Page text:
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BIOC33/34 Lec 9.docx

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Biological Sciences
Stephen Reid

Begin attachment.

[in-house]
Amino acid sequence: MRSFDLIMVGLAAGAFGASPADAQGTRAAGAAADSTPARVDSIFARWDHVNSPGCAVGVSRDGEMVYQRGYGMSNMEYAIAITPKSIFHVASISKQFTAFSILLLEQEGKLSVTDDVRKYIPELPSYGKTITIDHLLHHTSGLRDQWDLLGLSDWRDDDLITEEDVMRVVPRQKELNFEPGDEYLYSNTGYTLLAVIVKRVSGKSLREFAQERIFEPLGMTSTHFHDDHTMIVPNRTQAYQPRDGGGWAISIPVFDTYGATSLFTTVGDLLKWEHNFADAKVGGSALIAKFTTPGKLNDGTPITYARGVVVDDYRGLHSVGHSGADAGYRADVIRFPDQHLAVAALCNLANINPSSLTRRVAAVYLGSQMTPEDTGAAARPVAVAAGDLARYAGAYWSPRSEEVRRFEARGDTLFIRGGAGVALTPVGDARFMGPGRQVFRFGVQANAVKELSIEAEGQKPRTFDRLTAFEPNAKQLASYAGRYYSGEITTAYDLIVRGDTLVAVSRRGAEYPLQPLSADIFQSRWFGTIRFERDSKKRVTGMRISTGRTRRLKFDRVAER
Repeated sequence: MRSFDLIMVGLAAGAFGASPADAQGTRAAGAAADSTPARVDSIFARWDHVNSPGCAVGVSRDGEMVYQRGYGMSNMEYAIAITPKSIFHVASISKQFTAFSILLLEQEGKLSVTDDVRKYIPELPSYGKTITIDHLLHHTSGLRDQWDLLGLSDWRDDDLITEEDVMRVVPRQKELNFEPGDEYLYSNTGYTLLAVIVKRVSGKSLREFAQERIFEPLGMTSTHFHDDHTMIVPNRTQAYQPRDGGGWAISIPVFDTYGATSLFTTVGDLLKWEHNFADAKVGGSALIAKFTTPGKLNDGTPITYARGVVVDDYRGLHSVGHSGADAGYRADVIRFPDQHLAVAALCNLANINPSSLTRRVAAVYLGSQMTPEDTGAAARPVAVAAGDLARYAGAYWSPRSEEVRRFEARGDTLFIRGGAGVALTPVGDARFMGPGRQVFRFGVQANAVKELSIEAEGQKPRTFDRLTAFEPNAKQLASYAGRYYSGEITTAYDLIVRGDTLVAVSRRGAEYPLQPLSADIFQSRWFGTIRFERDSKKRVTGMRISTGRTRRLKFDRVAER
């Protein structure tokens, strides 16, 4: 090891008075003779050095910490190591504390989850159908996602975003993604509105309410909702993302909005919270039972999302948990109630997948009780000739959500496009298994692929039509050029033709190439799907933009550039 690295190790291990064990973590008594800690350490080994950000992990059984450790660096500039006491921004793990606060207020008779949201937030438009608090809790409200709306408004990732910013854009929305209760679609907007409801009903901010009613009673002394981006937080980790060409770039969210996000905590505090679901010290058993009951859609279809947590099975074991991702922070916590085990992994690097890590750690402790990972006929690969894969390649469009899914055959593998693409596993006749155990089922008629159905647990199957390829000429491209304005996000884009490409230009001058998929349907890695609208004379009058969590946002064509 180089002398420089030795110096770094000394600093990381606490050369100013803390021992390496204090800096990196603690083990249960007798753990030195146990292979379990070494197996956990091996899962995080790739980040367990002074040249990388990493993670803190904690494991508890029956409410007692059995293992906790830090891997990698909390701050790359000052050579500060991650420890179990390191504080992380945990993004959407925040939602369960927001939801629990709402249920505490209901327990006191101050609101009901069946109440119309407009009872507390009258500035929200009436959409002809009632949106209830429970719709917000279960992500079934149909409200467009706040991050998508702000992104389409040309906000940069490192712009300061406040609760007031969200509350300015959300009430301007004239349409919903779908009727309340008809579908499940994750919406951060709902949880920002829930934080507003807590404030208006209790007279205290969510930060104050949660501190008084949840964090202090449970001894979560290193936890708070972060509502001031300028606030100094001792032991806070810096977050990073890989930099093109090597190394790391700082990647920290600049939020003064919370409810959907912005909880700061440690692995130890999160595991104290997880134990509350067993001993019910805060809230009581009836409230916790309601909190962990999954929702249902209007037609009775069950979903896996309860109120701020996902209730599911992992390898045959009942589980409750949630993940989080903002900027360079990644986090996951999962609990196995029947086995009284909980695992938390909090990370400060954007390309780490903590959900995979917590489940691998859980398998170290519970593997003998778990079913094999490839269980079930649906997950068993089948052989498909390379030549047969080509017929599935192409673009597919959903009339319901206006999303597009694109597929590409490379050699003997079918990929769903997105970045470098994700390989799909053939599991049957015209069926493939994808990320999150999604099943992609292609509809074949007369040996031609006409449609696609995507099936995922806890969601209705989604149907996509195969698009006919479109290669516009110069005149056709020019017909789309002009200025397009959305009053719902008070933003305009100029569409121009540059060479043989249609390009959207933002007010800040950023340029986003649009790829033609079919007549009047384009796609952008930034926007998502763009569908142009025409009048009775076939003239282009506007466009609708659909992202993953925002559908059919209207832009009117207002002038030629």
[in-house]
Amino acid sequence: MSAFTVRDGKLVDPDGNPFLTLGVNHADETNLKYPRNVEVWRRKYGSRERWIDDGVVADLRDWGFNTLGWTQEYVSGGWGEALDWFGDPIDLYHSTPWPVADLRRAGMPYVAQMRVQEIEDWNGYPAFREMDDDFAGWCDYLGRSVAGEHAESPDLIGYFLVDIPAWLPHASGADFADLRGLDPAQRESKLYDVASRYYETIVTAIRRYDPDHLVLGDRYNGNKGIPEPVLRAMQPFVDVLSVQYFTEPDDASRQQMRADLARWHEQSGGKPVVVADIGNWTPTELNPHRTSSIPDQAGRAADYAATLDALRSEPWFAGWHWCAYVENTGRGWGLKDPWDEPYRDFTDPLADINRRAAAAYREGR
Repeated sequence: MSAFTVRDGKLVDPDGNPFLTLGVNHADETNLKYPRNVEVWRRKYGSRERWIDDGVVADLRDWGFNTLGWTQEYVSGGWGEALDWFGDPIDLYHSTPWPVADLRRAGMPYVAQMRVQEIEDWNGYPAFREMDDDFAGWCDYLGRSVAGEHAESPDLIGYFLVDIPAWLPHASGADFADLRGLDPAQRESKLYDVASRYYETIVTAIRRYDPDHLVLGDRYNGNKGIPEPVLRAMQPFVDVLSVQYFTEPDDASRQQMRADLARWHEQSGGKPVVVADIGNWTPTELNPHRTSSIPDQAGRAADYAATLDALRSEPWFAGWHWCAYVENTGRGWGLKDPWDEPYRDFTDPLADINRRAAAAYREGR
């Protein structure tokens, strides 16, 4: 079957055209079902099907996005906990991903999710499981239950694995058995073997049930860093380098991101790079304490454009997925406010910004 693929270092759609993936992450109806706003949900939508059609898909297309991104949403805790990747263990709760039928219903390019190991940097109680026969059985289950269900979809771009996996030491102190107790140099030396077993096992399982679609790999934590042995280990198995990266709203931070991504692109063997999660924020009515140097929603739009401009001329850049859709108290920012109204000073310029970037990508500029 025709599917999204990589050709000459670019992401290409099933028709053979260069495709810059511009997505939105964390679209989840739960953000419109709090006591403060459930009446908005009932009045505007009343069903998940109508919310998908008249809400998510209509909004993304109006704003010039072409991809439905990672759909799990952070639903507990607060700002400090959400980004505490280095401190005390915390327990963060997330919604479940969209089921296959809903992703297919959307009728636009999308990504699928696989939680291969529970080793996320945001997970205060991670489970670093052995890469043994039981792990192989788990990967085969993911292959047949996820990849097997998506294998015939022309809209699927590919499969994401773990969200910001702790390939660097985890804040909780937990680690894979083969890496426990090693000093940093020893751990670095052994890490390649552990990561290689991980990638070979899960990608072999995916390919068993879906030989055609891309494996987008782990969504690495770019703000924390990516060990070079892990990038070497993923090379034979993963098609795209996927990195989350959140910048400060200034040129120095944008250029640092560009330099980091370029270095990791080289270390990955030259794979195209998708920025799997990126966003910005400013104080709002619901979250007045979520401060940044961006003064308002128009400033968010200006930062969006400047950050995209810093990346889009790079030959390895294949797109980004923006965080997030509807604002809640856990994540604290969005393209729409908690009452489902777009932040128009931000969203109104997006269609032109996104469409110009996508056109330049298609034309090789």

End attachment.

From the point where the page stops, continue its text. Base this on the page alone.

BIOC34 Lec 9  Finishing up cardiovascular system  Adrenergic regulation o Catecholamine action o In humans, catecholamines circulating are good regulatory systems for heart and blood pressure o Decrease in blood pressure is sensed by baroR in carotid arteries and aortic arch o Catecholamine regulation   2 reflexes: • Increase in sympathetic activity releasing Ad and Nad onto nerves and heart  increases in HR and SV • Catecholamines release from adrenal glands (cortex- synthesis of steroid)  adrenal gland is in control of splanchnic nerve o Large increases ofAd when BP is low; NAd is not as prevalent (it’s main function is as a neurotransmitter - works on heart and blood vessels to cause constriction or vasodilation) o With low BP, actions are to constrict BP and increase TPR o But it can depend on severity of decrease and amounts of hormones that are released  Adrenergic Regulation of BP (TPR) o When looking at catecholamine hormones, when NAd andAd are released, can act on 2 major pop’n of R: alpha and beta  Alpha 1,2 beta 1,2 o Activate second messenger systems - whenAd or NAd work on alpha-R it leads to vasoconstriction and when working on beta-R - vasodilation  1. NAd from Sympathetic Nerves (neural) o When NAd is released as a NT from sympathetic nerves  outcome = vasoconstriction. This is because alpha adrenoceptors are located mostly on smooth muscle being innervated by sympathetic nerves  NAd finds itself interacting more with alpha R  Alpha-R on blood vessels tend to be found around sympathetic nerve terminal endings • Promote vasoconstriction when stimulated  2. Ad and NAd from theAdrenal Gland (endocrine) o When adrenal gland releases small amounts of NAd, they are brought to blood instead of going to synaptic region  Interact with alpha and beta receptors  Binding to alpha-R = vasoconstriction  Binding to beta-R = vasodilation o At low concentrations there is preferential binding ofAd and NAd to beta-R - beta-R have a higher affinity for catecholamines than alpha-R  Causes vasodilation  At high [adrenaline] o At high concentrations, get binding of adrenaline to BOTH alpha and beta receptors o Ultimate effect depends on the organ of the tissue being looked at - in some tissues, there is a higher number of B-receptors as opposed toA-receptors o In cardiac and skeletal muscle: #B-receptors > #a-receptors  Adrenaline promotes vasodilation o In almost all other tissues, # a-receptors > # B -receptors and get vasoconstriction  Vasopressin o Anti-diuretic hormone (ADH) o Neurohormone synthesized and released from brain - from paraventricular nucleus and stored in pituitary gland o This is a case where there are other pop’n of baroreceptors (in the heart, venous system) in addition to aortic arch and carotid artery  When stimulated, release vasopressin o 2 major effects:  Work on blood vessels causing vasoconstriction  (major role = water retention) Works on kidneys - filters the plasma frequently, kidney reabsorbs water back into blood or releases as urine - whether or not kidney is reabsorbing water or releasing is due to anti- diuretic hormone o Hormone system that alcohol works on - alcohol inhibits R that vasopressin works on. Kidney does not reabsorb water  Renin-angiotensin (3) o This system involves cascade of actions leading to production of angiotensinogen I which produces a peptide called angiotensin II  Angiotensinogen gets converted to angiotensin I - angiotensin I is similar to II but not as potent  Conversion to angiotensin I is done by renin - released by cells in kidney • Low BP causes renin to be released  As angiotensin I gets circulated, it is exposed in lungs to enzyme bound to small capillaries called ACE (angiotensin converting enzyme) - cleaves off small peptide turning angiotensin I to angiotensin II o With low BP - 3 main factors that angiotensin works on:  Causes BV to constrict - powerful vasoconstrictor; most powerful on humans • Causes an increase in BP  Works on pituitary gland to release ADH (anti-diuretic hormone) - vasoconstricts blood vessels and works on kidneys  Triggers adrenal gland cortex to release aldosterone - aldosterone triggers kidney to reabsorb Na - reabsorbing Na also reabsorbs water by osmosis  Summary of BP regulation o When looking at it from diagrams, everything boils down to CO and resistance o Diagram 2  Boils down to changing HR, CO and TPR - 3 major determinants of BP along with blood volume  Low BP sensed by kidneys to release renin to get angiotensin II to constrict BV leading to increases in TPR and works on adrenal cortex to release aldosterone  Hormones affecting blood volume - release of hormones from pituitary glands  19:30  Respiratory System o Pulmonary mechanics - the nervous, muscular and mechanical effects, changes in pressure on breath by breath basis o Long volumes/capacities - important; lead to lung function tests and these tests can tell if lung is working properly  Restrictive lung disease - problems inflating the lungs and inspiring  Alveolar ventilation - alveoli are the primary area of ventilation • Minute ventilation = overall breathing o Huge amounts can cause very low levels of alveolar ventilation • Reach a point where breathing so fast, taking large amounts of air but are not reaching alveoli o Gas transfer - oxygen and CO2 transports are done by the red blood cells and are linked to processes of taking CO2 from metabolically active tissue o Control of breathing - control systems starting in the brain; in medulla oblongata there is region called the preboxy complex?  functions as a pacemaker but is not an actual pacemaker, it is a complicated neural network  Lungs o Organ of ventilation o Gas exchange occurs here o Right and left lungs are slightly different  Left lung is slightly reduced in size because of cardiac notch - accommodates the heart • Larger capacity here  Right lung is slightly shorter than left lung due to position of diaphragm and liver  Function both the same  Respiratory Tract o Air enters from larynx to trachea and to lungs o Trachea is very rigid unlike esophagus  Trachea has large rings of cartilage  important - keep trachea from collapsing  Sleep apnea - obstructive - airway gets blocked because there is a loss in neck muscle tone during sleep and bigger people can create pressure on trachea and cause it to collapse  10% of sleep apnea cases are non-obstructive - due to abnormalities in brain regarding breathing o Opening to trachea = glottis - muscular valve that opens and closes  Cover flipping over this = epiglottis  This cover flaps down when we swallow so we do not get food or liquid into lungs o Major respiratory muscle in humans = diaphragm  Muscles in between the ribs and ab muscles are involved  Respiratory tract: the conducting zone o Air is constantly going in through series of branching into trachea tubes o Branching into primary and then secondary (go into lobes). Further branching at the end of tubes is called terminal bronchi o Throughout this course of tubing, these are conduits for air to move down into lung - no gas exchange taking place with air and blood in this tube system o These tubes are too thick for gas exchange  This branching is called the conducting zone  In addition to conducting air, it is important for warming and humidifying air  Important temperature regulation and water conservation o Refer to conducting zone as anatomical dead space - no gas exchange but air is moving through it o Respiratory dead space - gas exchange but no air is moving  Respiratory Tract: the respiratory zone & alveoli o Will reach respiratory zone o Small terminal bronchi leading to respiratory bronchi - continuation of bronchi but walls are getting thinner and gas exchange can occur here o Respiratory bronchi have alveolar sacs - predominant site of gas exchange  Millions of alveoli in the lungs  Respiratory tract: the respi